David S. Goyer seems to have an idea for a comics character reboot. And it begins with that most fundamental of tenets: going back to the basics of the character.
The very basics.
In recent a Podcast of Scriptnotes, presented and recorded before a live audience, the film director, comic book writer, screenwriter and self-professed “comic book fanatic” was given a spontaneous reboot pitch challenge by screenwriters and podcast hosts Jon August and Craig Mazin. He was not the only screenwriter presented with the reboot challenge. Andrea Berloff, Christopher Markus and Stephen McFeely, who were also part of Scriptnotes’ aptly named “The Summer Superhero Spectacular” panel also had to choose superheroes at random to make an imagined pitch and appeal to an eager audience.
Yet while they had to settle for poking fun at amplifying and ridiculing the angst of Spiderman (an oldy, but a goody), selling others on the merits of the Incontinent Hulk, keeping Ororo Munroe–or Storm– in Africa and limiting her elemental powers to an uncontrollable “Carrie-level” of temper-tantrum, and sowing some creative confusion as to whether or not Wonder Woman really should protect her ancient Greek roots in the Southern American Amazonian rainforest, Goyer took his innovation a step further.
He got the Marvel superhero Jennifer Walters–She-Hulk–to reboot. Goyer didn’t waste any time. Faster than a speeding bullet of Kryptonite, Goyer cut to the heart of the matter. He ignored all the superfluous details of continuity added to the character throughout the years: her painfully obvious intellect, the fact that she was a lawyer for Heroes for Hire and the Superhuman Law division of the New York law firm of Goodman, Lieber, Kurtzberg, & Holliway, her tendency to break the fourth wall in order to let the reader know that she was a character in a comic book, and the fact that her transformation through a Gamma-irradiated blood transfusion from her cousin Bruce Banner brought out her own natural assertiveness and self-confidence with an integrated personality instead of a propensity towards anger and destruction.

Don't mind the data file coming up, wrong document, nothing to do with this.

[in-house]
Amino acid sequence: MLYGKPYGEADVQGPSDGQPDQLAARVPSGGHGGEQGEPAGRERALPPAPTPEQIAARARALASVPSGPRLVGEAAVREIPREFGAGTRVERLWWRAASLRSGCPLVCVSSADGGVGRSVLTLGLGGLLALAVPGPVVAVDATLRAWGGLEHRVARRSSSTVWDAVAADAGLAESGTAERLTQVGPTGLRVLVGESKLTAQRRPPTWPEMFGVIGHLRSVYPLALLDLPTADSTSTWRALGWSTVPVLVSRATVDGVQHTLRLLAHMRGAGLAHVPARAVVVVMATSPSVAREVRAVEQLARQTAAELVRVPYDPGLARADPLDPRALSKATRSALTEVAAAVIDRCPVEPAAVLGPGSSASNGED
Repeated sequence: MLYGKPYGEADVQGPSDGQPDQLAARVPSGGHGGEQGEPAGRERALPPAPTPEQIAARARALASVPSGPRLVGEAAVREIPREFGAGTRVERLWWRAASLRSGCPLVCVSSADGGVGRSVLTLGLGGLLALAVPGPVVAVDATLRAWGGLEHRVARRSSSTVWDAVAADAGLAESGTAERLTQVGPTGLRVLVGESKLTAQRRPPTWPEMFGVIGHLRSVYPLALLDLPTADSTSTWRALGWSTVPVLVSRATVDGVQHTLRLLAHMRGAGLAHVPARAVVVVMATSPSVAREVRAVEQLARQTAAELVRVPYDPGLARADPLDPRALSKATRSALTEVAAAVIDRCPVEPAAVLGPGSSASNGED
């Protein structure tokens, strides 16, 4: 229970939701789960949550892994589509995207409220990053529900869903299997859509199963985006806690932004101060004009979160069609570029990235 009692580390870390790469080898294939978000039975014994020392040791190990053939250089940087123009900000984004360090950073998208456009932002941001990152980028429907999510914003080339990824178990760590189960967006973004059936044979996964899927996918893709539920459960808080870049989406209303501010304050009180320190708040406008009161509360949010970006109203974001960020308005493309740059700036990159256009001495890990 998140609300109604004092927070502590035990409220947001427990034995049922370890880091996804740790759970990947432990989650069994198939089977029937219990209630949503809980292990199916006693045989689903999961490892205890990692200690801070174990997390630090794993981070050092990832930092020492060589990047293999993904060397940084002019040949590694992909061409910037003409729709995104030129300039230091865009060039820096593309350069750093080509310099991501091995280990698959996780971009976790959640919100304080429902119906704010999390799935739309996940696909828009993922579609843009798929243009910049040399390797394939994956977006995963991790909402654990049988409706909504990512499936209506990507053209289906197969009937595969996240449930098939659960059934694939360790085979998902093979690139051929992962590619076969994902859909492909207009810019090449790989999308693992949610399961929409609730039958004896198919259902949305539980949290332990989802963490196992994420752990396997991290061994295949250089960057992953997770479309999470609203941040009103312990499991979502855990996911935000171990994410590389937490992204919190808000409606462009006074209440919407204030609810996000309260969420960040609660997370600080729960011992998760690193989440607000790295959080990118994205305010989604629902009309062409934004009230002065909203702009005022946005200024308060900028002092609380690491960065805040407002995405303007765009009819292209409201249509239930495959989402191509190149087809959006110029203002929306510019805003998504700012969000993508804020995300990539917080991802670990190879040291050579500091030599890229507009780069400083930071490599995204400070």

No, instead Goyer came right to the point of origin. He explained in some detail that She-Hulk is a female shadow of the Incredible Hulk–you know, the pre-reboot one that still has control over his basic bodily functions–who captures all the sexy musculature of the Hulk without challenging the sexuality of pre-pubescent boys. As Goyer himself put it, She-Hulk is “a giant green porn star.”
But that is just the starting point and she is much more complicated than that. Goyer goes on to explain to the audience that if all pre-pubescent boys identify with the Hulk’s strength and muscles, then the idealized, or fetishized She-Hulk is the woman “that only the Hulk could fuck.” If you are not the Hulk, however, you can’t fuck her and she will break you. You know, ignoring the fact that She-Hulk had lovers that were both superhuman and ordinary men she had varying degrees of affection for–who were not at least physically broken–this statement would be absolutely true. And after all, fanboys would surely know that in order to have any real chance with She-Hulk, they’d have to relate to her, I mean literally to be related to her.
You know, like Bruce Banner: Jennifer’s cousin, the one who gave her that life-saving Gamma-radiated blood transfusion, and the very person who actually is the Incredible Hulk.
However, Goyer seemed to have a rather ingenious solution to this conundrum. It came after Martian Manhunter was chosen. After Goyer made sure to ask if anyone in the audience knew who the superhero was and then took some extra time to voice his concerns in asking “How many people that raised their hands have ever been laid?” he proceeded to afford Martian Manhunter some of the same courtesies that he had gifted the character of She-Hulk.